PRO-AMALGAMATION advocate Mary Massina was tight-lipped on the divisive issue yesterday when she appeared before an audience of local government heads.
Ms Massina, as executive chairwoman of the Planning Review Taskforce, took part in a panel discussion during the second day of the Local Government Association of Tasmania state conference.
The afternoon session focused on the government's ambition for statewide planning reform.
In the final question of the hour-long discussion, Ms Massina was quizzed about merging councils.
Ms Massina was asked whether she stood by a statement made in the lead-up to the March state election, when she said council amalgamations would lead to a 35 per cent reduction in rates.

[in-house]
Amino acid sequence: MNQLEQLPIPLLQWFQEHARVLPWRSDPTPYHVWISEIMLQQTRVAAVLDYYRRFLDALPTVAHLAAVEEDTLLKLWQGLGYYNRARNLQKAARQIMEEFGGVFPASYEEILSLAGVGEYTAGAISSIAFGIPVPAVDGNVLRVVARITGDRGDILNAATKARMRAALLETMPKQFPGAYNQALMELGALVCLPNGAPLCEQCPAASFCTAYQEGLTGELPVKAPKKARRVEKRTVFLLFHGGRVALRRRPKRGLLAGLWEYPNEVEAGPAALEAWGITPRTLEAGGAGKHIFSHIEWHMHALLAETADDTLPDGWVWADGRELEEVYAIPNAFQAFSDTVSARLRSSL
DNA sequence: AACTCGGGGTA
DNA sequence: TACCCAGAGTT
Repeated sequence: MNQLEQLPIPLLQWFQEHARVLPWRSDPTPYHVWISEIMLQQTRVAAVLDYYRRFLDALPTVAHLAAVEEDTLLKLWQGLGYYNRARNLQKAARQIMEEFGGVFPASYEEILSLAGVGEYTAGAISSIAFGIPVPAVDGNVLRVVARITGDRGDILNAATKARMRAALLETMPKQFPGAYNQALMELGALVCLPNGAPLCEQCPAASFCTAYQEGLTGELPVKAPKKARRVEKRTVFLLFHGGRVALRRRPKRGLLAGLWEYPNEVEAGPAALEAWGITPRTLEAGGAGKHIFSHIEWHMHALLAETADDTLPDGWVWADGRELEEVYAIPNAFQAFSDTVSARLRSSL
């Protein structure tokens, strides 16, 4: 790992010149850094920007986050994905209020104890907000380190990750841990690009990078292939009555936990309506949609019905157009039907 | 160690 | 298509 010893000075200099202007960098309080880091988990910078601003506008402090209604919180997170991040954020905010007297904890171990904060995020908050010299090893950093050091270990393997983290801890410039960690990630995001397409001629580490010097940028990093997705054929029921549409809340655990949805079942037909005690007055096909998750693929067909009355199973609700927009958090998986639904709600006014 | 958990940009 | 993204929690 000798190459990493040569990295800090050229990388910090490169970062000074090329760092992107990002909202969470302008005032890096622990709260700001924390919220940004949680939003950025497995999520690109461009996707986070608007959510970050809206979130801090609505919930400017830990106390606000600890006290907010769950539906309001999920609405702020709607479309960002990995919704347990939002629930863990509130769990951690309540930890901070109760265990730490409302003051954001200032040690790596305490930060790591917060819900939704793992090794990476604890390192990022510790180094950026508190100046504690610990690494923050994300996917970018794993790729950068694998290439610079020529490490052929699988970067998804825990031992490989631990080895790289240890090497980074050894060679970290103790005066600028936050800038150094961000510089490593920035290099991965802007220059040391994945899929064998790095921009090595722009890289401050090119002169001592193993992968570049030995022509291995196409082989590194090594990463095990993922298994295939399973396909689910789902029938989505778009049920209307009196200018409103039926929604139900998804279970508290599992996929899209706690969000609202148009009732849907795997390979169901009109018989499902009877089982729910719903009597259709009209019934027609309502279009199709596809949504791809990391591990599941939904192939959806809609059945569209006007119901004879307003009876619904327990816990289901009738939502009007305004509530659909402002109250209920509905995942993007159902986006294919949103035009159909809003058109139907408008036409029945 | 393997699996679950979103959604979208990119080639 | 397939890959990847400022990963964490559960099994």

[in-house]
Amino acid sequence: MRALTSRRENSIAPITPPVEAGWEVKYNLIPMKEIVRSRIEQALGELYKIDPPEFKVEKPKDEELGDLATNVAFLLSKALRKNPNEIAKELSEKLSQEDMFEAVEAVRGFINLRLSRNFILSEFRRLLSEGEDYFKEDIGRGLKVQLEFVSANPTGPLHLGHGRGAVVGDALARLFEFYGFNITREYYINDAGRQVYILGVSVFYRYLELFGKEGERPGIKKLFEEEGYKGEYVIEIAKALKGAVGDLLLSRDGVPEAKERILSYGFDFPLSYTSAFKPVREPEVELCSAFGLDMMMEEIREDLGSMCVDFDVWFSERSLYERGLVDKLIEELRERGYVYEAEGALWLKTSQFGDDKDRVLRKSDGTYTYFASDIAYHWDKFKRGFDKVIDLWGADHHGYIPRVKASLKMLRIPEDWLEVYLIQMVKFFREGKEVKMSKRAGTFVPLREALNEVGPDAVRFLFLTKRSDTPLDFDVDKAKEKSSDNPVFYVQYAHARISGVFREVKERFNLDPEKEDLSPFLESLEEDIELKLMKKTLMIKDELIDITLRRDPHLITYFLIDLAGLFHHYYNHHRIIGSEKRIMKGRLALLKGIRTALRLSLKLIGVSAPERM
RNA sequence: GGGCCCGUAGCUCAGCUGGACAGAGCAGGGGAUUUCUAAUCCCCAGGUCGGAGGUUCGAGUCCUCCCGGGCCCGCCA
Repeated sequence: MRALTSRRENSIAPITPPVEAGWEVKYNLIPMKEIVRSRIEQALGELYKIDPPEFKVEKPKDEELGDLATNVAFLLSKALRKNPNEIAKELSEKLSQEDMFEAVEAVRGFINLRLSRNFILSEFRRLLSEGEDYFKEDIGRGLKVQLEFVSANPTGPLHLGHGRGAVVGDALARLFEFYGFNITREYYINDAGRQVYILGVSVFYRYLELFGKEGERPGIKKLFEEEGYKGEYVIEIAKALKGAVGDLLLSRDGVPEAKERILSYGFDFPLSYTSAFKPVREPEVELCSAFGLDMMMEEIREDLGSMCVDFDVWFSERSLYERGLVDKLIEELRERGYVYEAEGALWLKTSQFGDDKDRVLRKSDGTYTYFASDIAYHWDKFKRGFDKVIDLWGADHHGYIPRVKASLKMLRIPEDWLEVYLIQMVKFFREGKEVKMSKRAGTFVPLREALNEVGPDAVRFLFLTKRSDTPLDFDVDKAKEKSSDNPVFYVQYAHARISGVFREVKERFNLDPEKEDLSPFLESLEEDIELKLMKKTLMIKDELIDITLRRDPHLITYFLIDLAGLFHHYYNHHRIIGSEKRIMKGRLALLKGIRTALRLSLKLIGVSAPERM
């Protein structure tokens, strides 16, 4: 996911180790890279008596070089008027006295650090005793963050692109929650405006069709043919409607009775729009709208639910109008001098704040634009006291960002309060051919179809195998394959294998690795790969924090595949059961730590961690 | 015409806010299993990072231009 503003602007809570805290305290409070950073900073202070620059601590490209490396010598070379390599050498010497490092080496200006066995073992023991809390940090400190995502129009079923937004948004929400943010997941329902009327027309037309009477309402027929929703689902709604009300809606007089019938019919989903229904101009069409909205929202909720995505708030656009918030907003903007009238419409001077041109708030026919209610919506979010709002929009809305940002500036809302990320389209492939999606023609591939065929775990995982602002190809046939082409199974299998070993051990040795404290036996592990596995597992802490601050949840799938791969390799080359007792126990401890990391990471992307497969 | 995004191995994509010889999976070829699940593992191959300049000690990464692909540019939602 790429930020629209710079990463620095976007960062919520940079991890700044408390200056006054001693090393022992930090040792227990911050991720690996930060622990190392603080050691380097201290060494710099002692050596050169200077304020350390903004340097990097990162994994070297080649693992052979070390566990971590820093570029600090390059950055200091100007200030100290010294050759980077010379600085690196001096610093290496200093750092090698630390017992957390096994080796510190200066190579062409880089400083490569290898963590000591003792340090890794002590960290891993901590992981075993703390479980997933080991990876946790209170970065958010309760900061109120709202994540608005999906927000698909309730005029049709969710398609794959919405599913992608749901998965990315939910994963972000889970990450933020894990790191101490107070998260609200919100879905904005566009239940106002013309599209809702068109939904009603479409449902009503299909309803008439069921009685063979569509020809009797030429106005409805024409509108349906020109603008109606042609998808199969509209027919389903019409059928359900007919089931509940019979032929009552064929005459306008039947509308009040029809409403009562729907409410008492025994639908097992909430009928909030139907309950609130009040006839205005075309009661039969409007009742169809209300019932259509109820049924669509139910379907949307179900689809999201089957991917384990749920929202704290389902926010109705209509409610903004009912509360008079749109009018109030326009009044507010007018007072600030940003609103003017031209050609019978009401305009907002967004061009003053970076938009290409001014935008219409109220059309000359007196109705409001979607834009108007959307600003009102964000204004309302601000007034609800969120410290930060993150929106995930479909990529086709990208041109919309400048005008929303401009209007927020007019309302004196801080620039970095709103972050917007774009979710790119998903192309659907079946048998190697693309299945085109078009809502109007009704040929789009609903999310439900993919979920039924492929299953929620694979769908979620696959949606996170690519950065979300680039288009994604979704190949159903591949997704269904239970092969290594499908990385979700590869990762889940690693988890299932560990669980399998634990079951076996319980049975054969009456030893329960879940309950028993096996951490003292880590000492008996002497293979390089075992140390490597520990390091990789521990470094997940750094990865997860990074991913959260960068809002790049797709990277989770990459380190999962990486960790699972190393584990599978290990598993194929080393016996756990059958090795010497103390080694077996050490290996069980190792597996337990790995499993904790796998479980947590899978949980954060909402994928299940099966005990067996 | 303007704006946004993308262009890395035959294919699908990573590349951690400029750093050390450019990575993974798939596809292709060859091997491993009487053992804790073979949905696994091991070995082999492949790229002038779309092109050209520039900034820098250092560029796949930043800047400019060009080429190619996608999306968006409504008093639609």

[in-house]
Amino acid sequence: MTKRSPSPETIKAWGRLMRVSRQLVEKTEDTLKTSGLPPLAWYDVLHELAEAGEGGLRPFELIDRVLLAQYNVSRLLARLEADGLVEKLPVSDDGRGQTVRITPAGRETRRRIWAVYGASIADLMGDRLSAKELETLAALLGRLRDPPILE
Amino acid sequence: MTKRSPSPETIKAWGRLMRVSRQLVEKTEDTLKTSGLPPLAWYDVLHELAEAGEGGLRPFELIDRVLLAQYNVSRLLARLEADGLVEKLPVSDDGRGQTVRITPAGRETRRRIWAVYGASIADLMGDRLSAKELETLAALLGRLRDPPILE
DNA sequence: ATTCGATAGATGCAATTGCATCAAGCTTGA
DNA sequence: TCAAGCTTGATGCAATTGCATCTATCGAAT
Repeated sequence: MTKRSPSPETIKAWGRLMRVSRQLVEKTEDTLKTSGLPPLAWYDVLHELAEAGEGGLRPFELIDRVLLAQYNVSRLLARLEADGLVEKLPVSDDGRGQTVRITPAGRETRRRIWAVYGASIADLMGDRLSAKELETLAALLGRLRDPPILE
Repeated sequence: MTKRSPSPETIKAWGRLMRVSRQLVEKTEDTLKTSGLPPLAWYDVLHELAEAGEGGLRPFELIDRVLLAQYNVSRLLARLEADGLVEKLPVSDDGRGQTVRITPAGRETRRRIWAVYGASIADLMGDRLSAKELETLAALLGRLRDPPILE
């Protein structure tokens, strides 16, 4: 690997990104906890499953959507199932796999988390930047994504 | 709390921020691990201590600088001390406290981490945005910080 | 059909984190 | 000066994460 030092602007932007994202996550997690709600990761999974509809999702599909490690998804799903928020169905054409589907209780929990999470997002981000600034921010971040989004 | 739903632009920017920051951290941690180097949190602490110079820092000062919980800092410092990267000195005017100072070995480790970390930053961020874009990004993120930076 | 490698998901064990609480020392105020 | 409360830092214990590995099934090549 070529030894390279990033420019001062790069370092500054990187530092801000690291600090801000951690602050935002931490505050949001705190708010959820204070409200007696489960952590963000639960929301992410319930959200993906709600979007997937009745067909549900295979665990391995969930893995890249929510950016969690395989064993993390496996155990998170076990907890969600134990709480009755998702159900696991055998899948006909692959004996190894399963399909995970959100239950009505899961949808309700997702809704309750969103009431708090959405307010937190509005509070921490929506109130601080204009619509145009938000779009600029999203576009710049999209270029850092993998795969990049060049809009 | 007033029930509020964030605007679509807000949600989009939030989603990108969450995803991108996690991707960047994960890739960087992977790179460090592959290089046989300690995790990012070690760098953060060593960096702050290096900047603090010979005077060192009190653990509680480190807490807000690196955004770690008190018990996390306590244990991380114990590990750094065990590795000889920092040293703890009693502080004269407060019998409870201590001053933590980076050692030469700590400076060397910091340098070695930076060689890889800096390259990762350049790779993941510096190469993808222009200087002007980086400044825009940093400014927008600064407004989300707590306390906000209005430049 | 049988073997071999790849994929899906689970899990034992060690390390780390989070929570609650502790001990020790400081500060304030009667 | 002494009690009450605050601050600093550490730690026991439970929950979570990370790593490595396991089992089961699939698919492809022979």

Ms Massina was then spokeswoman for business lobby group Tasmanians for Reform, who reignited debate over potential amalgamations by arguing 29 councils representing 512,000 Tasmanians was too high.
She was also director of the Property Council, which was outspoken in its support of local government reform through council mergers.
At the time, LGAT was staunchly opposed to the prospect of fewer councils being debated during the election campaign.
Responding to the council delegate's question yesterday, Ms Massina said her stance on local government reform was ``beyond the remit'' of her current appointment.
Ms Massina later elaborated on her position.
``As executive chair of the Planning Reform Taskforce, discussion of mergers is not part of my role,'' Ms Massina said.
``The Minister for Planning and Local Government [Peter Gutwein] made it clear to the LGAT conference yesterday that there will be no forced amalgamations.''
The government has ruled out forced amalgamation of Tasmania's 29 councils, but says it is willing to talk with those that volunteer.
A draft proposal of a single, statewide planning scheme is expected to be finalised by the end of the year.